Re “Installing bike and bus lanes requires public debate” (Opinion, June 9): I support safety for bikers, as well as for pedestrians, people with disabilities, and car and truck drivers.
My experience in Cambridge is that critical infrastructure changes have been implemented with no meaningful community engagement. After-the-fact listening sessions don’t cut it. Installing dedicated bike lanes involves collateral “damage” such as leaving businesses with no parking and increasing congestion on major and residential streets. As the writers of this piece make clear, there are trade-offs to be made, and to not proactively and meaningfully involve those who could be negatively affected, as well as those who gain by the infrastructure changes, is simply wrong and a miscalculation for local politicians.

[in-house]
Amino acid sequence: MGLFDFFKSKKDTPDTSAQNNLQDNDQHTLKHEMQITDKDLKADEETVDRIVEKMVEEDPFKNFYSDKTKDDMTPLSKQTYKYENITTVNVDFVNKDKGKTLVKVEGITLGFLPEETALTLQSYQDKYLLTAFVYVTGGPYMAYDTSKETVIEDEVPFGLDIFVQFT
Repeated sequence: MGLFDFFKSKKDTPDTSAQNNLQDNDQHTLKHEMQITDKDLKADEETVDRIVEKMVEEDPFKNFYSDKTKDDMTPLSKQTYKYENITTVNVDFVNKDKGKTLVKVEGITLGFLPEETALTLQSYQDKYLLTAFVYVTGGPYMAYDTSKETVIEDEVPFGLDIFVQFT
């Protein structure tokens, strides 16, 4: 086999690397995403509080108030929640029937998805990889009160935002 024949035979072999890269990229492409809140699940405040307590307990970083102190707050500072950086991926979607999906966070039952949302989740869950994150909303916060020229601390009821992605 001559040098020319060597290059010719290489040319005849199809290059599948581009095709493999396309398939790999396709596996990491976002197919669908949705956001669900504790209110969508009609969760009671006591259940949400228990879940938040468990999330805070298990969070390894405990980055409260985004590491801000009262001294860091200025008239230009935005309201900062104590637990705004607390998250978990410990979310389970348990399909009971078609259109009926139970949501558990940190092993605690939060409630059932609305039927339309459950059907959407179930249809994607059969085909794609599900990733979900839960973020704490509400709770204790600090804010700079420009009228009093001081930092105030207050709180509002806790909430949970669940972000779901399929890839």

Honest and transparent debate regarding what’s gained and lost in implementing dedicated bike lanes is needed. But more important, we need politicians and government officials who are unafraid of fostering robust discussions before, not after, initiating construction.
Mary Jane Kornacki
Newton shows how not to do it
Re “Installing bike and bus lanes requires public debate”: The Massachusetts Department of Transportation held meetings about the upcoming changes to Needham Street in Newton. The powerful bike lobby won out and this already congested street will eventually accommodate bikes and pedestrians, side-by-side. Needham Street is likely to become the poster child of how not to do it. The worst part is when it’s done, this now state-owned road will be the city of Newton’s responsibility. And the nasty present traffic jams will become quaint. It’s possible that one will hear screams and howls once it’s done — too late.
Margo Volterra and Matt Chao